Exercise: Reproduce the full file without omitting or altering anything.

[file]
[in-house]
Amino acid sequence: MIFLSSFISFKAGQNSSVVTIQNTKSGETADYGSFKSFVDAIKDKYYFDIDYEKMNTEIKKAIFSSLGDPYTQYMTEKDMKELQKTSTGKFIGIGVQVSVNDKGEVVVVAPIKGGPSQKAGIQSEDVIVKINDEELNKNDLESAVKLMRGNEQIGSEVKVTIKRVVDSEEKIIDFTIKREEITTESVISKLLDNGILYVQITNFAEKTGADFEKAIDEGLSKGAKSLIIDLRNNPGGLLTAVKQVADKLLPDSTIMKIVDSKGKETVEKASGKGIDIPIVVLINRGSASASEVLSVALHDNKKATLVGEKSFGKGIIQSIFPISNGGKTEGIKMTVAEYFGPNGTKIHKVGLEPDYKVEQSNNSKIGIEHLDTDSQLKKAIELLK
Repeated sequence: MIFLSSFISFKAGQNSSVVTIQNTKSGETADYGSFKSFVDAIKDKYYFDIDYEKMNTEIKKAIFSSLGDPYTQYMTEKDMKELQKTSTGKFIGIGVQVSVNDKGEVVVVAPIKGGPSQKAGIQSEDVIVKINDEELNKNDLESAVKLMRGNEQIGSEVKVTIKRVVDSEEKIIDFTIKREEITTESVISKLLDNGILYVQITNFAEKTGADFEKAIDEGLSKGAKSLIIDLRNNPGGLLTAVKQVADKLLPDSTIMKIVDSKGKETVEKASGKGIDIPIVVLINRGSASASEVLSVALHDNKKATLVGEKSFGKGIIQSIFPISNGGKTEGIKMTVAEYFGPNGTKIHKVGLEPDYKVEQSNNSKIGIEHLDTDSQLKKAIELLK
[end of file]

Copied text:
[in-house]
Amino acid sequence: MIFLSSFISFKAGQNSSVVTIQNTKSGETADYGSFKSFVDAIKDKYYFDIDYEKMNTEIKKAIFSSLGDPYTQYMTEKDMKELQKTSTGKFIGIGVQVSVNDKGEVVVVAPIKGGPSQKAGIQSEDVIVKINDEELNKNDLESAVKLMRGNEQIGSEVKVTIKRVVDSEEKIIDFTIKREEITTESVISKLLDNGILYVQITNFAEKTGADFEKAIDEGLSKGAKSLIIDLRNNPGGLLTAVKQVADKLLPDSTIMKIVDSKGKETVEKASGKGIDIPIVVLINRGSASASEVLSVALHDNKKATLVGEKSFGKGIIQSIFPISNGGKTEGIKMTVAEYFGPNGTKIHKVGLEPDYKVEQSNNSKIGIEHLDTDSQLKKAIELLK
Repeated sequence: MIFLSSFISFKAGQNSSVVTIQNTKSGETADYGSFKSFVDAIKDKYYFDIDYEKMNTEIKKAIFSSLGDPYTQYMTEKDMKELQKTSTGKFIGIGVQVSVNDKGEVVVVAPIKGGPSQKAGIQSEDVIVKINDEELNKNDLESAVKLMRGNEQIGSEVKVTIKRVVDSEEKIIDFTIKREEITTESVISKLLDNGILYVQITNFAEKTGADFEKAIDEGLSKGAKSLIIDLRNNPGGLLTAVKQVADKLLPDSTIMKIVDSKGKETVEKASGKGIDIPIVVLINRGSASASEVLSVALHDNKKATLVGEKSFGKGIIQSIFPISNGGKTEGIKMTVAEYFGPNGTKIHKVGLEPDYKVEQSNNSKIGIEHLDTDSQLKKAIELLK